TAMPA, Fla. - November kicks off Manatee Awareness Month, and Florida is on a mission to make the manatee an endangered species after the deadliest year on record for the marine mammal.
So far, in 2021, 15 percent (nearly 1,000) of the population has died in part due to changing water temperatures and red tide blooms.
FOX 13 reports the die-off was declared an unusual mortality event after the first six months of the year was above the previous record of 830 manatee deaths in all of 2013.
Environmental engineer Tracy Fanara joined FOX Weather on Tuesday morning and explained that the loss of seagrass in the area is starving manatees.
"This is a decade in the making," she said. "There was a cold snap back in 2011 or 2010 that caused a seagrass die-off. And ever since then, there's been changes in the Indian River Lagoon, which is a really important waterway for manatees."
Fanara said algae started to form and seagrass had less and less time every year to bounce back and provide food for the manatees.
"Seagrass is the manatee's favorite food, so basically, they're starving at this point," she said.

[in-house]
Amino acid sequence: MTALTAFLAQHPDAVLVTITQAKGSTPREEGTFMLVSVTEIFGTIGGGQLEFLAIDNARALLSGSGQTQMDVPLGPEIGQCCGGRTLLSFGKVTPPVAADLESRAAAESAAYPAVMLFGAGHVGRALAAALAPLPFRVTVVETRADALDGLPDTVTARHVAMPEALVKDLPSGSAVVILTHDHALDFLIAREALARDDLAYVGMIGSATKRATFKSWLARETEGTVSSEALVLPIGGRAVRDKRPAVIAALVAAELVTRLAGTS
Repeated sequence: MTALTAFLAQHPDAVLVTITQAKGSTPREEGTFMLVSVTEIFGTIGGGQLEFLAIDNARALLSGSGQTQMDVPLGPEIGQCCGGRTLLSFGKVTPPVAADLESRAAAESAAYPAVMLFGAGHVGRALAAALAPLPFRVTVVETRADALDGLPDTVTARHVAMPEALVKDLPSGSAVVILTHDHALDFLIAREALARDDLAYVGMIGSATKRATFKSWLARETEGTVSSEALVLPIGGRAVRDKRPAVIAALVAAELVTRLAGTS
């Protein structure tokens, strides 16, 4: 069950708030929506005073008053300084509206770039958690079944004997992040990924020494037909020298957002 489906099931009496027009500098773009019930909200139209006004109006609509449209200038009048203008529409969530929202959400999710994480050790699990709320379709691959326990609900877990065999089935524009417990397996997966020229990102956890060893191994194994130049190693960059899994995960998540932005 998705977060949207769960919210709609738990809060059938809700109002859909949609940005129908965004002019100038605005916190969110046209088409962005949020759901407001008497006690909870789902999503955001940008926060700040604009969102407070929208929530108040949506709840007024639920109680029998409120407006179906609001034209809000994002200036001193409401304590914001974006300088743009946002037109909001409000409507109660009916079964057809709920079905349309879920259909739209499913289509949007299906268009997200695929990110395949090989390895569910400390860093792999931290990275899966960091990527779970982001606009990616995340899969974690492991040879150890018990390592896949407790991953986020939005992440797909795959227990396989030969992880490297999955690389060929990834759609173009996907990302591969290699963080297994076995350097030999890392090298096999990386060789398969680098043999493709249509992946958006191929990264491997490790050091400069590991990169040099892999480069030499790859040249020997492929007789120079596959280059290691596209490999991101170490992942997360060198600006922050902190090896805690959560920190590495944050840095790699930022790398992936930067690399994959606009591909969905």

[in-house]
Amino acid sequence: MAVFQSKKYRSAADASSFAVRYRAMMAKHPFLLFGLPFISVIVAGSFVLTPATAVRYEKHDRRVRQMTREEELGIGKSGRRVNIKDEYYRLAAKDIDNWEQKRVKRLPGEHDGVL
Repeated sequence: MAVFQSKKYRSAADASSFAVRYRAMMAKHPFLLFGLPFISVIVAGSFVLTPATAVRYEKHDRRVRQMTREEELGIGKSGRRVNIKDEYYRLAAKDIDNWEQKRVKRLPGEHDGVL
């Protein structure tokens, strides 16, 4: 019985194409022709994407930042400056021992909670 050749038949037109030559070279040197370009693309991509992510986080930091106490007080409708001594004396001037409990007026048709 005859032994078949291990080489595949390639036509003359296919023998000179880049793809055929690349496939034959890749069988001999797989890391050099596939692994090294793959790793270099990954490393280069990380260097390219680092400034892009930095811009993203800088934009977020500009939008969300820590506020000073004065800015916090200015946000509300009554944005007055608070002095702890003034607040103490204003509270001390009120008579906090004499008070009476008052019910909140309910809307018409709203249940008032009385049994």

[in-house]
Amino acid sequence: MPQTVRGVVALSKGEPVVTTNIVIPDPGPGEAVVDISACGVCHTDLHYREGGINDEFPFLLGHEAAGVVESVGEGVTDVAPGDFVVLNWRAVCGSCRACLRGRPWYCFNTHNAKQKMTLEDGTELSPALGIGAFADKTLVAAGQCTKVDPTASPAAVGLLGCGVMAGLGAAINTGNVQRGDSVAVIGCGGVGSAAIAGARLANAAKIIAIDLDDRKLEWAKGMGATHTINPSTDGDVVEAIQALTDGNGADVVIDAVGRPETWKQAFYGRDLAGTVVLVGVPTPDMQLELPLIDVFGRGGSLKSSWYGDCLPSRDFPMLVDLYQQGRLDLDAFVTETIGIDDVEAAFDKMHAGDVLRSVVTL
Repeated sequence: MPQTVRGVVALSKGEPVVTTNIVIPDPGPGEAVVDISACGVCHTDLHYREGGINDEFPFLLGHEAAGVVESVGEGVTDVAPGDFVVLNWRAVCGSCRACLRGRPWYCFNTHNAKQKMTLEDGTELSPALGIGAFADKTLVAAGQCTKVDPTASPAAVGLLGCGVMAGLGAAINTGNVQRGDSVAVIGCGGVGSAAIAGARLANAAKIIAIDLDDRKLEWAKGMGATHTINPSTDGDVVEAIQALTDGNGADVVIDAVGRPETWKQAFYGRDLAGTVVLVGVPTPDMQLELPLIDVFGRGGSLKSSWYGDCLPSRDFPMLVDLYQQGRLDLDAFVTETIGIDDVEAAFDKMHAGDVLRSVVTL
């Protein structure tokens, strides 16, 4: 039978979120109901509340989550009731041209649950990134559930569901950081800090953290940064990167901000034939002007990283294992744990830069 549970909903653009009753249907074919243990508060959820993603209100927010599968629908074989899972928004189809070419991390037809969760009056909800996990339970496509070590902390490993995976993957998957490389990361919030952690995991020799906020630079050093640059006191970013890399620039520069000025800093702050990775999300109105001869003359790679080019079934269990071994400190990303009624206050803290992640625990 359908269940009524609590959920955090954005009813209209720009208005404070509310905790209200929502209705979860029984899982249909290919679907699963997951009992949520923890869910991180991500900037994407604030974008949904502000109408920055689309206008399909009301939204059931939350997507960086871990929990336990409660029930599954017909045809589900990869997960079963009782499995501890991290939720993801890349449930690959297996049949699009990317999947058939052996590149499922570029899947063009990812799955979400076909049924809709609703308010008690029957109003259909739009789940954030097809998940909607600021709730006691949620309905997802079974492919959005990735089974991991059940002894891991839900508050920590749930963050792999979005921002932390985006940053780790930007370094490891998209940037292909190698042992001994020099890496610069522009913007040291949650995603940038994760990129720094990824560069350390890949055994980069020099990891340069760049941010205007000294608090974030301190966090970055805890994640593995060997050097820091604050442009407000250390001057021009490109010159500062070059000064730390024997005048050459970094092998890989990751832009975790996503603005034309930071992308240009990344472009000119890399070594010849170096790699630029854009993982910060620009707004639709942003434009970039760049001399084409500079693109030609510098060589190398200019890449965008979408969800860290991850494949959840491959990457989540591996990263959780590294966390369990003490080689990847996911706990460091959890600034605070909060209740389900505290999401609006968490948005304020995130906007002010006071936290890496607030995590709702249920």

Most of the manatee deaths were reported on the eastern side of Florida, but more deaths were reported on the state's western side because of the red tides.
"The reason why they're affected by that Florida red tide is because the toxin attaches to epiphytes on the seagrass. The manatees then eat the seagrass, and that's how they're impacted."
According to FOX 13, manatees had been protected under the Endangered Species Act since 1973 where they were listed as endangered until 2017.
That year they were downgraded to a "threatened species."
Conservation efforts helped raise the manatee population to 6,000 in 2017, but in 2019 only 5,733 remained.
In Florida, new legislation has been introduced that would upgrade the manatee from "threatened" back to "endangered."
That declaration would allow federal resources to be used to increase the manatee population.